Regarding Winforms, they are being implemented via the winelib where as gtk will have a wrapper called gtk#. The reason for GTK# is because it provides a famila API for those who are used to using GTK, secondly the speed of winelib development is pretty slow meaning one would wait a very long time if the whole project hinged on one factor, and thirdly from what i have heard GTK# is much nicely toolkit to write code for than winforms.
Ontop of that, one has to also take in account the fact that SWT has already been ported to mono and that sharp develop is being ported to SWT which, once ready, give mono a nice IDE for development.
Regarding the sharedsource version of the .NET, had they been truely committed to expanding the adoption of .NET on other platforms, they would never had licensed it under a more draconian license than the GPL. Had they put their money where their mouth is they would have licensed it under X11/MIT (like the mono libraries are).
If anyone does remember Microsoft praised the BSD license to the hills, yet, we don’t see them using it for one of their pet projects.
Is anyone else having problems installing the RPMs for redhat 9.0 … dependecy on PERL-Lib etc…
Uh, STB’s were not ‘made for Java’. For one, flash memory is an expensive commodity (if youre talking manufacturing quantities of millions), and in making disposable STB’s one wants to waste as little of it as possible. Not so if you have to install a JVM on each one.
In fact, Java is not found on many of them, nor is it deployed in large quantities anywhere. Sun tried 2 years ago to become a big player in the STB market with Java, using the token big splashes at NAB and CES. It popped and fizzled.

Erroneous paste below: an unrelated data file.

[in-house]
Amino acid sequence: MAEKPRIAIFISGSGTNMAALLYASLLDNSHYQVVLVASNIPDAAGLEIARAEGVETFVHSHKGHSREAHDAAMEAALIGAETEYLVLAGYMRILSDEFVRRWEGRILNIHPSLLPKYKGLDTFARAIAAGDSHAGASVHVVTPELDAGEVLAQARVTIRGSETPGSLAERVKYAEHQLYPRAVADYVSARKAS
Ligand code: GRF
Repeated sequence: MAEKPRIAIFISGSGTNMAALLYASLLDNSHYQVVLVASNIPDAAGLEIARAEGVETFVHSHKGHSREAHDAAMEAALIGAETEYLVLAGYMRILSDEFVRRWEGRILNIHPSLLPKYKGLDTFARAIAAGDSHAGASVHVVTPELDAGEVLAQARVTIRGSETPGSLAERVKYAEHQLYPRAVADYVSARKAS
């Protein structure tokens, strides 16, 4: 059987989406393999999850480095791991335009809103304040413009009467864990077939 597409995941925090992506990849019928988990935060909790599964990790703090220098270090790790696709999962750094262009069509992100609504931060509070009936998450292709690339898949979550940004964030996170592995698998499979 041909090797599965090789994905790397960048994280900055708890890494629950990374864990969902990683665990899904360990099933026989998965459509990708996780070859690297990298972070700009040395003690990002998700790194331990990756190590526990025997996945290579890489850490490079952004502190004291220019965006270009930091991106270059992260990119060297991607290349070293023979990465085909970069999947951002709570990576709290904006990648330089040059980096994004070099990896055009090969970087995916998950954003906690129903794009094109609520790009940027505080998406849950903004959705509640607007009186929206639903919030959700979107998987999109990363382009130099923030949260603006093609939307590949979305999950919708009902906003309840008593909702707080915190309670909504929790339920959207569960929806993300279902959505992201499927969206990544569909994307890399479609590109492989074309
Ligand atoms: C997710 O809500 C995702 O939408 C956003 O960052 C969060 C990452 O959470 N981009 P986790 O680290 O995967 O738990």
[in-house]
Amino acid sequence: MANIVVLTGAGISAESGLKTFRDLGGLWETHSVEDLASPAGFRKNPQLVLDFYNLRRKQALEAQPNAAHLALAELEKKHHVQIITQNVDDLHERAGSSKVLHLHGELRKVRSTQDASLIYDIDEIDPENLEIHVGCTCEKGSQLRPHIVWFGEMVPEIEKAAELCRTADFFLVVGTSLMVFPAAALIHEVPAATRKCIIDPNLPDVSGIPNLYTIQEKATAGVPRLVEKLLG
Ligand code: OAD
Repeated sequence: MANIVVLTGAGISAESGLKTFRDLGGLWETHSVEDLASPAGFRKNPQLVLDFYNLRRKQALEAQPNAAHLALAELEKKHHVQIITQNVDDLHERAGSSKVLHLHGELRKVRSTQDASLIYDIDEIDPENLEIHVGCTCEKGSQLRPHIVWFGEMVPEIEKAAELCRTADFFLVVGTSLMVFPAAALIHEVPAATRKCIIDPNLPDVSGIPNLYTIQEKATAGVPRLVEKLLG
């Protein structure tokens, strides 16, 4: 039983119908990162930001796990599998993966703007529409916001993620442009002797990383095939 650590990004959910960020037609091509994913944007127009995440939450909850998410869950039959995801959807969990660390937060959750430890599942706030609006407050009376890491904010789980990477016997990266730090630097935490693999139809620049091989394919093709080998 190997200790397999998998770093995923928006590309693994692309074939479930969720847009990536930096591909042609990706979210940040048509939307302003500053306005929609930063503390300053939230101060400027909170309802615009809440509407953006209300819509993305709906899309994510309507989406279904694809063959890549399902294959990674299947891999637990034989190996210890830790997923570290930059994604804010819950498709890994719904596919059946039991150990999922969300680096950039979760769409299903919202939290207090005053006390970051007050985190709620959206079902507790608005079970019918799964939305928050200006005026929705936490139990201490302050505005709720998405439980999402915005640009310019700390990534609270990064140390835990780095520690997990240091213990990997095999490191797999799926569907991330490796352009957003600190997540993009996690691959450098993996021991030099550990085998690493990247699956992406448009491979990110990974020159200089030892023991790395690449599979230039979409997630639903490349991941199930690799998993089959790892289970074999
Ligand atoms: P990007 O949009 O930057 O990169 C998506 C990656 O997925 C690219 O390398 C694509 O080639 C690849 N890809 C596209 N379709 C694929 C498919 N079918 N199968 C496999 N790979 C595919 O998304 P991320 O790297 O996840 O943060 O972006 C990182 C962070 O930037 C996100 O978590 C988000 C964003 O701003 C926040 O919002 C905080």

If you want to develop software for STBs you’re going to have to learn C/C++ and use the PowerTV or OpenTV platforms. Good luck finding a deployed Java STB platform. The availability of other middleware vs. Java makes it even tougher for them to make inroads into the STB market.
So we’re down to two options. Either you do ‘low-level’ code using C/C++ and one of a handful of APIS supported by multiple STB vendors, or you do ‘high-level’ scripts (JS, HTML, etc.) supported by the same vendors, or the ‘rest of them’ (Linux STBs, etc).
Things like this http://fusionauthority.com/Article.cfm?ArticleID=3087 are eating Java’s STB lunch.
Since when is C++ low level? Assuming a decent runtime environment (and the STL is a lot easier to shoehorn into an embedded platform than Java C++ is a higher level language than Java. Java is a pretty vanilla OOP language. C++ allows you to go a good bit beyond traditional OOP in the abstraction department. I’m using C++ right now for embedded development, and my guess is that C++’s “low-level” image comes from C programmers who thing they know C++ because they know what a class is!
Just a generalization